Hi Scott, you say, “Buyers please do you due diligence, do not rely on just the sellers PDS, hire professionals to inspect the home and or property” but we did due all our due diligence and hired a home inspector that was highly recommended and rated, and discovered within weeks of moving in that there was a major structural problem with the house that is clearly visible upon close inspection. The home inspector was completely incompetent and missed many other problems, and the sellers deny any knowledge. It has now been a couple of months since we discovered this problem. I know that we have up to 2 years to take the sellers to court, because we believe that they knew–from certain things that were done–and we are exploring all our options. My question is, is the previous listing agent from years ago (the agent who sold to the people who sold to us) allowed or obligated to share the property disclosure statement to us if we ask to see it? Is there any way we can find out if this structural problem was identified in previous sales of this house, and if so, who can tell us? We tried calling a couple of other home inspectors, but everyone is very reluctant to tell us anything.
Sorry to hear about the problems with this home. In regards to your question is allowed or obligated? I do not know of any reason he/she would be obligated to share with you. Allowed why not the PDS was in the public domain and if you did file against the owners you could probably get a court order to get a copy of it if they have it which would depend on how long it has been. Paper files are bulky and a pain to tote around I have boxes in my basement but could I find one PDS from years ago? Probably. Or just contact the people who sold the home to the present owners and ask them about the problems.
Most homes built in most cities and or towns have had permits filed with the local government building inspection office. Depending on when the home was built the files might be on microfiche and you should be able to get complete access to the file. This will give you an insight as to when and if any work was done after the home was originally built. You might be able to find out the name of the builder and or anyone who renovated the home.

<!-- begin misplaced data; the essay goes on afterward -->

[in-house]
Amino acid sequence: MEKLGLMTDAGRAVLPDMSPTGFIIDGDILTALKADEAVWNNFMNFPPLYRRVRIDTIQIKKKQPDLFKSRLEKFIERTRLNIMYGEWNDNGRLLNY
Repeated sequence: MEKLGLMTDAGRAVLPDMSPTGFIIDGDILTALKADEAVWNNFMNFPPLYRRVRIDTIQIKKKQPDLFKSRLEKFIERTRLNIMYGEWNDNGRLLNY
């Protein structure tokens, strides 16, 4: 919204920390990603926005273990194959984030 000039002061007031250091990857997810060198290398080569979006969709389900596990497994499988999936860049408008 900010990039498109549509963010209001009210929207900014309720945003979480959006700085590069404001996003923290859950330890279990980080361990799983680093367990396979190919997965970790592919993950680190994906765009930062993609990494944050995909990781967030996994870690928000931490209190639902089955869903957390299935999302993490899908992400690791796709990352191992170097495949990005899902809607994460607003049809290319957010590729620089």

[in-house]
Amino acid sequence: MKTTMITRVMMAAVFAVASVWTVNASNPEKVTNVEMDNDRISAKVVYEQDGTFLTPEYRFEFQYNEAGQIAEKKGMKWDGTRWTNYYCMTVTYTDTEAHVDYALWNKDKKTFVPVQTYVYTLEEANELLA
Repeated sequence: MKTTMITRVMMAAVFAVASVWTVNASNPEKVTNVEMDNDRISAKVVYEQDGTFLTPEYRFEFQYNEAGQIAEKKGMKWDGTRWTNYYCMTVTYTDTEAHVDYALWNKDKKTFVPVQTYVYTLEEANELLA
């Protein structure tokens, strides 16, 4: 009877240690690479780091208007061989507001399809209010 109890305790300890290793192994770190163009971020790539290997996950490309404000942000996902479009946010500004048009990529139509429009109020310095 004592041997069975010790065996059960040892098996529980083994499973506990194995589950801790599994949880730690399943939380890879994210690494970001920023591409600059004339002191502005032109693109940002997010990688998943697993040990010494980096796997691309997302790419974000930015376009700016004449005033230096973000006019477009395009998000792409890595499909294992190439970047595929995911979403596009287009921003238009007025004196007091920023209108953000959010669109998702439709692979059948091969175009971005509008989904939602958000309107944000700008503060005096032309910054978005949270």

The other option here is go chat with the neighbors they probably know the entire back story.
Hope you get a resolution on this. Cheers Scott
Thank you for your quick reply. Much appreciated.
Boyght house in Ontario and,bought as is and released seller from any and all claims after closing. House has dirt crawlspace and my inspector said unacessable. Now 1 year later discover the foundation was caved in on one wall but except for sloping floor no other issues inside house no crackin drywall doors work good etc Apparently the foundation problems have existed for many years. The seller lived there for at least 20 years. Do I have recourse against anyone. I’m mad at myself for not getting another inspector that would have inspected crawlspace
The best thing to do is find a lawyer who works on these types of cases and see what they have to say. Cheers Scott
Hi: we purchased a home on a leased land. The Developer never disclosed in the Consolidated Disclosure Statement that they had a water problem on common property. Also they never disclosed the need for an interconnector to a French drain. My question is: was the Developer owner of the land responsible to amend the CDS prior to us moving into the house?
We also notice that the CDS is dated back in 2018 and no other amendments has been made ever since and to disclosure to the city regarding the addition of the interconnector and French drain.
The best advice I can give is to talk to a lawyer who works in Real Estate law in your area.
I hope it works out for you.
Hi there we just bought house last week we didn’t done any inspection before we bought house we were thinking it’s old house almost 42 years old we know always couple problems in old house, but after possession we got keys for house we were very excited for the house. We show our handyman to fix couple problems and new paint this and that but we were totally shocked when he told us seems like the house is grown ups. Then we hire the inspection guy for inspection the house, inspection guy mentioned in report it’s seems like to marijuana grownups in house. We are totally shocked didn’t understand what we can do now , our realtor didn’t disclose anything about grown-ups in property pds. Please advise what we can do now
It’s never nice to read something like this. You need to talk to a lawyer and get independent legal advice. Please let us know what they say. Good luck with it Cheers Scott